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On The Brink: The Three Themes Established By Sports Bodies Who Have Exited COVID Positively

By Richard Brinkman | October 5, 2021

In the first of a new blog series, ‘On The Brink’ by Richard Brinkman takes a view from the edge of the sporting landscape at some of the latest and most relevant areas of the industry. Richard kicks off by sharing his opinion on three themes he has noticed by those within sport who have managed to find success during the coronavirus pandemic.

Sometimes it feels like nothing in the world of sport is as it was 18 months ago. There is no doubting that attitudes, assumptions and acceptances that have been the norm for a long time in the sporting eco-system have undergone a seismic shift.

Enforced absences, empty stadia and highly regulated behaviours have forced sport into many difficult conversations and uncomfortable decisions, as well as highlighting issues traditionally kicked into the “long grass”. 

Simultaneously, of course, the lifestyles, priorities and expectations of many millions of sports fans and followers (so often the last stakeholders considered but ultimately the bill payers) have also changed. My own perspectives have definitely altered in line with my circumstances. 

“All these factors are inter-connected and, in all likelihood, get one right and the others will likely fall into place. Conversely, getting one wrong is likely to unravel the other areas.”

Like many, I am working more remotely and with a broader range of businesses and stakeholders in sport than previously. Most of these organisations are focussed on enabling coherent and productive change that adds value and can accelerate results. 

Through this lens I have been trying to note some of the common themes amongst the sports bodies that are deemed to have had a “good COVID” (i.e. are in good shape to drive or exploit growth) and regular errors among those that have found the pandemic extremely taxing (i.e. are in survival mode).

Some of the key themes I have noted are:

  1. Shore up your heartland/core and build from there
  2. Transparent, honest and consistent communication – Comms are still important
  3. A demand to justify your decisions with data, research and/or insight

The key point is that the vast majority of UK sports enthusiasts follow more than four sports pretty keenly – they observe closely a range of activities and can discern good from bad. Those bodies that act well around the key themes will be at a competitive advantage over those that don’t. All these factors are inter-connected and, in all likelihood, get one right and the others will likely fall into place. Conversely, getting one wrong is likely to unravel the other areas.

Before looking at some examples, good and bad, I should acknowledge that running a governing body in the UK is a tough job at the best of times, let alone in unprecedented times. The balance of protecting legacy whilst driving progress, simultaneously supporting elite performance and grassroots growth, satisfying a myriad of funders, historic decision-making structures, dealing with well-meaning amateurs alongside ambitious professionals (to name but a few of the competing interests) is, always, very difficult. Yet, many of us would take it on in a heartbeat and most execs do it for well below what they would be paid in virtually any other industry. The public at large expect high standards, and rightly so. It has been very tricky, but not impossible.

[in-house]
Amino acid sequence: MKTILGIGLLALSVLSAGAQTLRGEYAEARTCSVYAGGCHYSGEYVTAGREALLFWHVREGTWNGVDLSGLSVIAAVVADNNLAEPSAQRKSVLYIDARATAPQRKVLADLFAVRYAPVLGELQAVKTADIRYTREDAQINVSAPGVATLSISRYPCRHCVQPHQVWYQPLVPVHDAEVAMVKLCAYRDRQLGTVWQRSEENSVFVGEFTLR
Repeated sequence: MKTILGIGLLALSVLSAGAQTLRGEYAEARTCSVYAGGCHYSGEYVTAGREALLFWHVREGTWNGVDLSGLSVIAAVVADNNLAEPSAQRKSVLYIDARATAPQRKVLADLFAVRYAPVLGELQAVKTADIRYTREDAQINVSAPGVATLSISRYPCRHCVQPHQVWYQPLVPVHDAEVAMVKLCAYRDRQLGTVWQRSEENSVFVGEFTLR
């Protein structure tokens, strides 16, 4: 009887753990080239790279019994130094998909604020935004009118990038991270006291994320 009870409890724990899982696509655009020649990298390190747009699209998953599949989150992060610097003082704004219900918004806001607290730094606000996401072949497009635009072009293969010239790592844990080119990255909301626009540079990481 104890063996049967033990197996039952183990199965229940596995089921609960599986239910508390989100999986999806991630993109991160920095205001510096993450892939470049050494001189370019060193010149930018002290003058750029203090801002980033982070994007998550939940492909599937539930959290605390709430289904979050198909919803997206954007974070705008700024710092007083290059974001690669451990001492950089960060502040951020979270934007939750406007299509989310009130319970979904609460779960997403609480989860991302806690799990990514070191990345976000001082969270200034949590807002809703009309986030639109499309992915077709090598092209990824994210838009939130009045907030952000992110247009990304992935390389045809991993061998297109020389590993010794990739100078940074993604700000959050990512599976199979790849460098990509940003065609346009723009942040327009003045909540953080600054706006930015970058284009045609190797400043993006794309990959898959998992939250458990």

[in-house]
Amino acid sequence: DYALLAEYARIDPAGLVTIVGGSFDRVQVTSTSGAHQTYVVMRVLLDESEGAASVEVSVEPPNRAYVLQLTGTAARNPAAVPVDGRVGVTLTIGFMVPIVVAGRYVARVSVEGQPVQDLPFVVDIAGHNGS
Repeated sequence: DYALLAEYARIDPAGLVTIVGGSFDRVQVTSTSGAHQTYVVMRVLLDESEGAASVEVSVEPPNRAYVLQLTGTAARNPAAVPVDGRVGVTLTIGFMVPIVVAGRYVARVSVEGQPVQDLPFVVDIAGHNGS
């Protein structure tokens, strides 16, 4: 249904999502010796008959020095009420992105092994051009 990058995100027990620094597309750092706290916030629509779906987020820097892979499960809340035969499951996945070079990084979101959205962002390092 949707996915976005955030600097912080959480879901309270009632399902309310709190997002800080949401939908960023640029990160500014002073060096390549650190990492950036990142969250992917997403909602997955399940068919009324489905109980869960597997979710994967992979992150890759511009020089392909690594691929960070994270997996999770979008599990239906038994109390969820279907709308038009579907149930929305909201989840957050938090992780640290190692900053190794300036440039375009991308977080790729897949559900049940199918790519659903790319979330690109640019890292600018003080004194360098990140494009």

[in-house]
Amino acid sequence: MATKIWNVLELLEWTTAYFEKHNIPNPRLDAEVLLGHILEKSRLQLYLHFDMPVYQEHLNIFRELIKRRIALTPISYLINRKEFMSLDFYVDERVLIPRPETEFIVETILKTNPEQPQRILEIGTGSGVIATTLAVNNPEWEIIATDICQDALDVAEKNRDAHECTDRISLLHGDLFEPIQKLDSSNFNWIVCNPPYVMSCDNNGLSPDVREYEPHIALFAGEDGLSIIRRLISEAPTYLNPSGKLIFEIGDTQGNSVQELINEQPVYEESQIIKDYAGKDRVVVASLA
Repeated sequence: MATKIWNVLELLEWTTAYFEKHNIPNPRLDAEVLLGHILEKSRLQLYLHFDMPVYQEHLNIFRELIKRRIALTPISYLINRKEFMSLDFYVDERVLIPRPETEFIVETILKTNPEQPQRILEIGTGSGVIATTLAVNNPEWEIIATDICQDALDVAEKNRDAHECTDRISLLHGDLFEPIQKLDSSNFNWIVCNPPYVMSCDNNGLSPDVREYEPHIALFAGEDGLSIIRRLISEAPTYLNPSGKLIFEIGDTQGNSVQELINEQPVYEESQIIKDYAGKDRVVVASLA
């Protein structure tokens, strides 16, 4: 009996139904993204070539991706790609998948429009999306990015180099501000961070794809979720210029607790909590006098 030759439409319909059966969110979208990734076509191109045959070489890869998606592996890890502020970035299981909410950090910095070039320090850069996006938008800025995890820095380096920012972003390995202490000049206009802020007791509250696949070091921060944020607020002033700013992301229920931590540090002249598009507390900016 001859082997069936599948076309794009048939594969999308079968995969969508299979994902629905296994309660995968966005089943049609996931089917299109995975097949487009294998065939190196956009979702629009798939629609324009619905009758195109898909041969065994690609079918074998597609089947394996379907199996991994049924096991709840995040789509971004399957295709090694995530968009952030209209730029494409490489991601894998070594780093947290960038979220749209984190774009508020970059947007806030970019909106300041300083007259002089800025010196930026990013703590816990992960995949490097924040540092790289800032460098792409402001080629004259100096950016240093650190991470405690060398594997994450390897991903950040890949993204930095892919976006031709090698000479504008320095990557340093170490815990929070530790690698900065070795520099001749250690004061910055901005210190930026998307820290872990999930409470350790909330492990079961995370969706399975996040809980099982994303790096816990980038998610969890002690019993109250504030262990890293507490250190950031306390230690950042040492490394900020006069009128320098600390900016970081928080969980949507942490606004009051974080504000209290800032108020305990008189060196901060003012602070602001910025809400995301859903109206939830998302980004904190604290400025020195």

Richard believes the messaging behind the Hundred could have been handled better by the ECB.

If you look at golf back in Spring 2020 the various bodies (R&A, European Tour, England Golf, PGA etc) were all quickly aligned around a simple coherent plan. They wanted to get golf clubs open as quickly as possible and their core constituents out playing again. Once this was achieved professional tournaments could recommence for TV to maintain presence/interest and support the top end. They were prepared to accept some compromises around how golf clubs functioned and tournaments were run to achieve this. Thus they were able to drive and project positivity from the inside of their sport out. More people were able to try the sport and, crucially, more people wanted to.

Contrast this to the ECB who created consternation amongst their core constituents (existing ticket buyers, Clubs, Counties) with the messaging fiasco around trying to sell and launch the Hundred. We don’t need to trawl through every example but suffice to say that telling people that already like cricket that your new tournament “is not for you” is hardly likely to build advocacy. Then branding the existing cricket family (who are the volunteers that largely run All-Stars, Dynamos programmes, etc and pay £100+ for a day at the Test match) as too male, pale and stale is more likely to build alienation than bridges. Finally, failing to make an effective case that meant that cricket had to restart after other outdoor activities left the grassroots wondering about HQ priorities and/or competence. 

I guess that neatly segues into honest, authentic and consistent communication.